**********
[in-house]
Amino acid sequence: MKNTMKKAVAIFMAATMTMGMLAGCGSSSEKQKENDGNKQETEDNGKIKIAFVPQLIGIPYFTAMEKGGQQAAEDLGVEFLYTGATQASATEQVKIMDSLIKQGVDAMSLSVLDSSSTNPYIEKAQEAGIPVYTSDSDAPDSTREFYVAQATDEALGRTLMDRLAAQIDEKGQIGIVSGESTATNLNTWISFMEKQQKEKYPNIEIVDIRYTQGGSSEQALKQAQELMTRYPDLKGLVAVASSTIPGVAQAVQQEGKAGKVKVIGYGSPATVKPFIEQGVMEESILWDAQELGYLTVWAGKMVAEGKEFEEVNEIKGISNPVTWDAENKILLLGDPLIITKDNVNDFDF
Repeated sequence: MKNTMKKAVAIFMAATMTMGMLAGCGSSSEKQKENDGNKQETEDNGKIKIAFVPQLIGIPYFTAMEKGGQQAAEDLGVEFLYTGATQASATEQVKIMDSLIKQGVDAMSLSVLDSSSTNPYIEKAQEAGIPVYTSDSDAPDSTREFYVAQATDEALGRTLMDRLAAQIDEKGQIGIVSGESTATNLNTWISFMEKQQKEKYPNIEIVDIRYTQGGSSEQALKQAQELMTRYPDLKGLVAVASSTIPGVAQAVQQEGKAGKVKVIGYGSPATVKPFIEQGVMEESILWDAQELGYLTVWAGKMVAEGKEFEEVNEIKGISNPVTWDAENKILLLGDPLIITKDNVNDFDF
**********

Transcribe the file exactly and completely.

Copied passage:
[in-house]
Amino acid sequence: MKNTMKKAVAIFMAATMTMGMLAGCGSSSEKQKENDGNKQETEDNGKIKIAFVPQLIGIPYFTAMEKGGQQAAEDLGVEFLYTGATQASATEQVKIMDSLIKQGVDAMSLSVLDSSSTNPYIEKAQEAGIPVYTSDSDAPDSTREFYVAQATDEALGRTLMDRLAAQIDEKGQIGIVSGESTATNLNTWISFMEKQQKEKYPNIEIVDIRYTQGGSSEQALKQAQELMTRYPDLKGLVAVASSTIPGVAQAVQQEGKAGKVKVIGYGSPATVKPFIEQGVMEESILWDAQELGYLTVWAGKMVAEGKEFEEVNEIKGISNPVTWDAENKILLLGDPLIITKDNVNDFDF
Repeated sequence: MKNTMKKAVAIFMAATMTMGMLAGCGSSSEKQKENDGNKQETEDNGKIKIAFVPQLIGIPYFTAMEKGGQQAAEDLGVEFLYTGATQASATEQVKIMDSLIKQGVDAMSLSVLDSSSTNPYIEKAQEAGIPVYTSDSDAPDSTREFYVAQATDEALGRTLMDRLAAQIDEKGQIGIVSGESTATNLNTWISFMEKQQKEKYPNIEIVDIRYTQGGSSEQALKQAQELMTRYPDLKGLVAVASSTIPGVAQAVQQEGKAGKVKVIGYGSPATVKPFIEQGVMEESILWDAQELGYLTVWAGKMVAEGKEFEEVNEIKGISNPVTWDAENKILLLGDPLIITKDNVNDFDF